Do you sometimes feel frightened, intimidated or controlled by your partner? Or do you constantly have to watch your behaviour in case they get angry?
If so you're probably being abused.
Controlling, abusive or violent behaviour is never OK in a relationship. You should feel safe, loved and free to be yourself.
Being hurt emotionally or physically can make you feel bad about yourself. It can also make you feel anxious, depressed or ill.
If it's happening to you, it's important to ask for help.
Talk to a person you trust like a parent or someone else in your family, or a friend. Don't hold it in.
Relationship abuse can happen to young men or women, but it's most likely to happen to girls and young women.
It's more likely to happen to young people in same-sex relationships too.
Abuse can be physical violence like hitting, kicking, pushing, slapping or pressuring you into sex.
But there are also other kinds of abuse.
It's abuse when your partner:
Behaviour like this doesn't mean your partner cares. It's about them controlling you and having power over you.
It's not normal and it's not "just the way things are". It's a serious issue.
It's also a warning. Some people who behave like this become physically violent later on.
Remember, it's not your fault, even if your partner blames you for their behaviour.
And just because you're young doesn't mean it's not abuse.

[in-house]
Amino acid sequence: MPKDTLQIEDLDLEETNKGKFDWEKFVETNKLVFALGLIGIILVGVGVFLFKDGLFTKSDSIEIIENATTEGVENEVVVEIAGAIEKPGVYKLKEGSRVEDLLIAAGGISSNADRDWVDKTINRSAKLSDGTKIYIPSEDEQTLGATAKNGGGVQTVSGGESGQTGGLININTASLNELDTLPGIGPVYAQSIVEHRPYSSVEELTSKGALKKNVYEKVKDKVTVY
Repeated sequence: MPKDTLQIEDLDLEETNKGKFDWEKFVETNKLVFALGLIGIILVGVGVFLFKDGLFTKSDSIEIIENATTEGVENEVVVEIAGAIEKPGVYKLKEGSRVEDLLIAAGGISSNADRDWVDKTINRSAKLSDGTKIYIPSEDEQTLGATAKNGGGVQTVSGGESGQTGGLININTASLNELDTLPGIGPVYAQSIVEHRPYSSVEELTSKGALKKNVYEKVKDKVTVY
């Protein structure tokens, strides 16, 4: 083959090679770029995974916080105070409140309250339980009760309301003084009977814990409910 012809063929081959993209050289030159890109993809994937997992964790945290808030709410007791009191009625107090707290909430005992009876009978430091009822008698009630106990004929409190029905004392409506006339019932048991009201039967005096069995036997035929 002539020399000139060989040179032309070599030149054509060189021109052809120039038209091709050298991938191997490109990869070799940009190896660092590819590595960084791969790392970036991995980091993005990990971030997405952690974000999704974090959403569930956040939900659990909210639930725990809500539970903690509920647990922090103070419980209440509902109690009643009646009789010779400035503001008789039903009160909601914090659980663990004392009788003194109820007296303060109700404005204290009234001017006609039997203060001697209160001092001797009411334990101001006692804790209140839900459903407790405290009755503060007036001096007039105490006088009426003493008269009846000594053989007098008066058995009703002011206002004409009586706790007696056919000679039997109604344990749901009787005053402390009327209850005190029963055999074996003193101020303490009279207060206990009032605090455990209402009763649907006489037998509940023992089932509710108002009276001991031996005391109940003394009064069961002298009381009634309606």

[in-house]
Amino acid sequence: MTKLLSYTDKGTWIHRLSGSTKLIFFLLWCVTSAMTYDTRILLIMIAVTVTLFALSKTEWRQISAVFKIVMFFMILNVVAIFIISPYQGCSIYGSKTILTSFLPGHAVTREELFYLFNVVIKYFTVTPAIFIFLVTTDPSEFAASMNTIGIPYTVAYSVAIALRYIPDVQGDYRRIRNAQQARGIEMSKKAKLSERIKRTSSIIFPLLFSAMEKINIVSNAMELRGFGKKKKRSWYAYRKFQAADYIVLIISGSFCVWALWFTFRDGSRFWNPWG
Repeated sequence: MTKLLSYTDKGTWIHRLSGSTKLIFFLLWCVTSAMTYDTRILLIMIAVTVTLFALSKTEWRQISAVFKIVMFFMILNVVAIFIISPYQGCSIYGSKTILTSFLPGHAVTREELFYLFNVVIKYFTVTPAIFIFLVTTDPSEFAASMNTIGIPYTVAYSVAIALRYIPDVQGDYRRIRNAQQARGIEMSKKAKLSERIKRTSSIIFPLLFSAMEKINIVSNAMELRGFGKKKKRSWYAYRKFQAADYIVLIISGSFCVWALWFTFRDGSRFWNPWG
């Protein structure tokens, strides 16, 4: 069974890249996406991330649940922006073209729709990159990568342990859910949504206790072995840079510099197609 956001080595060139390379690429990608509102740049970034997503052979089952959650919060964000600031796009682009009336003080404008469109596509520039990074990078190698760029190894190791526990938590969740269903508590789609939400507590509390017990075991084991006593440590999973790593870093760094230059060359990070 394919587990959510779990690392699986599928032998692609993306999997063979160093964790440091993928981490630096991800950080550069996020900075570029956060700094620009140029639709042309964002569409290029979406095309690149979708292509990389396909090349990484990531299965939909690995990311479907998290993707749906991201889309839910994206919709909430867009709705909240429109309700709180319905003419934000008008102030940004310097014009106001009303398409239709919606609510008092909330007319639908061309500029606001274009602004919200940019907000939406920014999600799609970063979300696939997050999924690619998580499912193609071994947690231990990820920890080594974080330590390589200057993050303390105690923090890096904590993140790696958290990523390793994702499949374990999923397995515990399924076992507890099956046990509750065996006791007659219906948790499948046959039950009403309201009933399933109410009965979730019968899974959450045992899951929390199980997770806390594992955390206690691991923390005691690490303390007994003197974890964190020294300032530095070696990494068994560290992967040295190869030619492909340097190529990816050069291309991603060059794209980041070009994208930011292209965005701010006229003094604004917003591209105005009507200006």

It can be difficult to find the right words to ask for help.
Try asking someone whether you can talk to them about something. Tell them you need some help. There are things happening that you aren't happy about and you don't know what to do.
You could talk to:
If you're in danger right now, call local emergency services. The police are there to help you stay safe.
If you think a friend is in an abusive relationship, talk to them. Keep calm and try not to judge.
Tell them you're worried about them and ask if everything is OK. Listen to them and let them know that you're there for them.
If they've been hurt, offer to go to the doctor with them.
Perhaps have a helpline number ready to give them
Your friend might be angry or upset with you to begin with. But they will know you care and it will encourage them to get help.
If you're abusing your partner or you're worried that you might, you can call a helpline to talk about it
Realising your behaviour is wrong is the first step. But you may need help to stop.
Important: Our website provides useful information but is not a substitute for medical advice. You should always seek the advice of your doctor when making decisions about your health.